The Realities of Giving Up Booze

(or Yet Another New Year Blog About Being Booze Free)


Spurred on by crippling anxiety, lack of confidence in my career and a New Year from hell, I decided 2017 was going to be the year that I quit drinking alcohol.

I longed for clarity, freedom from anxiety and I knew I wasn’t living the life that I wanted to be living.

I wanted to share some of the realities of my year and none of these discuss how great your skin will look or how many pounds you will loose.

I engaged in weekly rituals like most of my London peers — a few lunchtime beers on a Friday, office “beer o clock”, Saturday white wine lunches with the girls and of course the Sunday roast.

“That’s a proud boast you have” my dear father would shout whenever I was overheard declaring that I never got hangovers. I always turned up to work, I didn’t drink from Monday to Thursday (mostly) and I was healthy and fit.

However, for years my sleep suffered horrendously and I was sick to the back teeth of feeling exhausted. I tried every trick in the book: vigorous exercise, hot baths before bed, night time teas, sleeping tablets, saunas. I just accepted that I would suffer sleep issues because I enjoyed a drink.

It never entered my teeny, tiny brain that I should knock the booze on the head, not even when I lost my two front teeth on my 29th birthday, resulting in £8000 of reconstructive dental surgery (as my birthday is 23rd December it meant I also ruined Christmas too). It was all chalked down to an unfortunate accident of walking with my hands in my pockets and having “one too many”.

There is nothing to give up.

Giving up the booze is full of temptations and obstacles that need manoeuvring on an almost daily basis in the early days. I figured if I was going to be successful then I would need a to understand what was actually involved.

Praemonitus praemunitus — Forewarned is forearmed

I highly recommend Kick The Drink Easily — Jason Vale. This book dispels the bullshit, glossy marketing that surrounds alcohol. We have been conditioned to accept alcohol as an acceptable substance in our society. It helps you relax, have better holidays and provides you with dutch courage. By the end of the book, my mindset changed from feelings of deprivation to feelings “WTF am I drinking for?”

For the first 6 months, I revisited this book often to keep me motivated.

You will probably break one night.

I had managed to navigate a few social events in January but the odds of long term success were stacked against me. My relationship of 2+ years finally came to an end which was extremely upsetting and the month of February consisted of 3 trips abroad.

I failed and drank during the first trip abroad and when I returned, all those feelings of failure and anxiety came flooding back. Undeterred, I put it down to a blip and tried to not give myself a hard time.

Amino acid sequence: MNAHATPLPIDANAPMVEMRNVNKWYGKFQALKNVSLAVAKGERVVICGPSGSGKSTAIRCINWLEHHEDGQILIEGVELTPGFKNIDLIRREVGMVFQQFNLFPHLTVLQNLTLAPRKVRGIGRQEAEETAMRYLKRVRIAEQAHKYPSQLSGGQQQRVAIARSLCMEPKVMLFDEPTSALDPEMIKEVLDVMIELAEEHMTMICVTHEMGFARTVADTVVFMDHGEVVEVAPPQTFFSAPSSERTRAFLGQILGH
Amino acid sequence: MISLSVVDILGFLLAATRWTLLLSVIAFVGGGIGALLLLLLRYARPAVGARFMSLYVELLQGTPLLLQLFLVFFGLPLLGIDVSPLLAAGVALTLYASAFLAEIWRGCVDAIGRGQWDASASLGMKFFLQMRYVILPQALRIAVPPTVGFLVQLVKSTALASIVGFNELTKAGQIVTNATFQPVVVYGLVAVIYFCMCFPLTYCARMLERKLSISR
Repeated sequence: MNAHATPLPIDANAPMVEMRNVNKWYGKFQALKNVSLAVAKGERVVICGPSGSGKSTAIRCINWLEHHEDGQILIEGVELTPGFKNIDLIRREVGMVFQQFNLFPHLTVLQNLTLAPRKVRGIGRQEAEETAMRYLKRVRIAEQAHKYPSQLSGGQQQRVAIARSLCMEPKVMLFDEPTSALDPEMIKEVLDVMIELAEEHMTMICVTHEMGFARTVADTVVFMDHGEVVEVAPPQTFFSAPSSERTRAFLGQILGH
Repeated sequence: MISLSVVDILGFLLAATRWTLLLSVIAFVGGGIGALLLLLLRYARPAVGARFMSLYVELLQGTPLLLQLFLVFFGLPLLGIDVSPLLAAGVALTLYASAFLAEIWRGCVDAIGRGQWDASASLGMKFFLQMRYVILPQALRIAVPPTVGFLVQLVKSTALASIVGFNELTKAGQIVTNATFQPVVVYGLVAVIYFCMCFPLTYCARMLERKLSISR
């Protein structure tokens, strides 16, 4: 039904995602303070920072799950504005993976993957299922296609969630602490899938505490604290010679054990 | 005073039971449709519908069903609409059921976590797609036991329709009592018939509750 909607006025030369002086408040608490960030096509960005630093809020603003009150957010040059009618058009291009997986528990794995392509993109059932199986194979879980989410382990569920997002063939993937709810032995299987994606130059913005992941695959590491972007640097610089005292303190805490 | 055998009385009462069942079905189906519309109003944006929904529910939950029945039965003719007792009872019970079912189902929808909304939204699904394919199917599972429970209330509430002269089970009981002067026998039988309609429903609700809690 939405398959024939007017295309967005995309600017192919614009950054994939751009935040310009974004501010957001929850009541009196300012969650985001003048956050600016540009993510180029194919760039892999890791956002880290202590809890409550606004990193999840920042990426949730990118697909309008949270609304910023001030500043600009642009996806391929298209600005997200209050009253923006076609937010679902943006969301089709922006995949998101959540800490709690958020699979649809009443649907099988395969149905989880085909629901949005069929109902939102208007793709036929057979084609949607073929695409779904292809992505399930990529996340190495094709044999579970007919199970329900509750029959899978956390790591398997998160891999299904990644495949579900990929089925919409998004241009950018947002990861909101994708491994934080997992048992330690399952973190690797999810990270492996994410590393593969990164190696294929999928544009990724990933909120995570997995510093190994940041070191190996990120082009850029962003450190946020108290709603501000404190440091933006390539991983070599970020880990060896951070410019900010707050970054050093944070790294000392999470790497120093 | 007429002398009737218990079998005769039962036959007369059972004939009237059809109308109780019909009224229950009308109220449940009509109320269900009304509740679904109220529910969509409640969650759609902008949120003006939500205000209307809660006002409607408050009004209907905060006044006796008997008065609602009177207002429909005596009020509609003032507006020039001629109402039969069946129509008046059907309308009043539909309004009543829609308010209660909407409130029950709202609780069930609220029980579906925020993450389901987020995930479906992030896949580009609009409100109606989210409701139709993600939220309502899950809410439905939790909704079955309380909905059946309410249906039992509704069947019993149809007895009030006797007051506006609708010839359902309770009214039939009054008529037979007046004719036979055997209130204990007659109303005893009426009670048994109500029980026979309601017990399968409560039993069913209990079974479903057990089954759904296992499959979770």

The following week, I flew home to Ireland which could be seen as a challenge even for the most mindful drinker.

“Are you in a program?” my cousin asked tentatively during my Dad’s 80th birthday party. She seemed puzzled by the lack of an alcoholic beverage in my hand.

I was so happy and proud of myself for having sidestepped that particular land mind. It was a massive jolt to my confidence. Do not stress out if you fail.

Be prepared to be emotional.

I could have filled an Olympic swimming pool with the tears I shed last year. Your senses are heightened without the anaesthetic of alcohol so you will get emotional.

I continually focused on how I wanted to feel. Write these feelings down and revisit them before every social occasion you are going to. Remind yourself why you are doing what you are doing.

Here are some of the words I wrote down:

  • Serene — peace of mind — without anxiety or worry — joyful — tranquil
  • Flourish — grow or develop — move forward
  • Sophrosyne — healthy state of mind characterised by self control and a deep awareness of ones true happiness — nothing in excess — know thyself

It changes your relationships.

You will question some of your relationships and wonder what you have in common with some friends.

My group of friends have been very supportive and accepted my decision. I suspect they expected me to fail and settle back into my normal drinking patterns after a few months. You will be miserable to be around as you figure out how to navigate your new ‘holier than thou’ lifestyle.

I am eternally grateful to them for their unconditional support.

You will feel isolated, lonely and awkward.

Events you once enjoyed no longer hold the same appeal. You’ll avoid certain situations and start saying no to events. While very liberating it can increase feelings of isolation and loneliness. You’ll go along to some events and do your best to be your usual boisterous self but things are different. You’re different.

Everything will feel awkward to begin with.

There is only so much fizzy water you can drink so being in a pub and not clutching a pint is odd.

Dancing with complete abandon and not giving a rats ass in a club feels like a thing of the past. Now I feel self conscious and out of place.

Speaking up about large alcohol bills in a restaurant can make you feel like an asshole for asking.

All of these awkward situations will get easier in time.

Its one long journey of self discovery.

Its bloody exhausting but at least you have the energy to deal with it.

It took me six months to stop tracking my daily progress of being booze free and introduce myself as a non-drinker. I’m still figuring out how to expand my social circle and find events that do no revolve around booze.

I can honestly say that giving up the booze is one my greatest achievements and I wish everybody luck in their endeavours. You will never look back.